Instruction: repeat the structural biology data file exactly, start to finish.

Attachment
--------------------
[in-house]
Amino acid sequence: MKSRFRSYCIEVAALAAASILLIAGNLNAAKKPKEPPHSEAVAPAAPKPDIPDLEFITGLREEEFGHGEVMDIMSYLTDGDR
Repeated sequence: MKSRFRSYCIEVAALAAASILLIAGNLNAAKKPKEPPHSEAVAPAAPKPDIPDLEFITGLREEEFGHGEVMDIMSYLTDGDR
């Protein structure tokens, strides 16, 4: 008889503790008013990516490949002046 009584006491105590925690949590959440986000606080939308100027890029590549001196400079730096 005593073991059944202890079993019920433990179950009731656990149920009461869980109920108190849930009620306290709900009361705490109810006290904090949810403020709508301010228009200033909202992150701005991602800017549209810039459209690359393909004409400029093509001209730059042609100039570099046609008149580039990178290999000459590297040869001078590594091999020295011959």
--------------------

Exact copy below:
[in-house]
Amino acid sequence: MKSRFRSYCIEVAALAAASILLIAGNLNAAKKPKEPPHSEAVAPAAPKPDIPDLEFITGLREEEFGHGEVMDIMSYLTDGDR
Repeated sequence: MKSRFRSYCIEVAALAAASILLIAGNLNAAKKPKEPPHSEAVAPAAPKPDIPDLEFITGLREEEFGHGEVMDIMSYLTDGDR
């Protein structure tokens, strides 16, 4: 008889503790008013990516490949002046 009584006491105590925690949590959440986000606080939308100027890029590549001196400079730096 005593073991059944202890079993019920433990179950009731656990149920009461869980109920108190849930009620306290709900009361705490109810006290904090949810403020709508301010228009200033909202992150701005991602800017549209810039459209690359393909004409400029093509001209730059042609100039570099046609008149580039990178290999000459590297040869001078590594091999020295011959």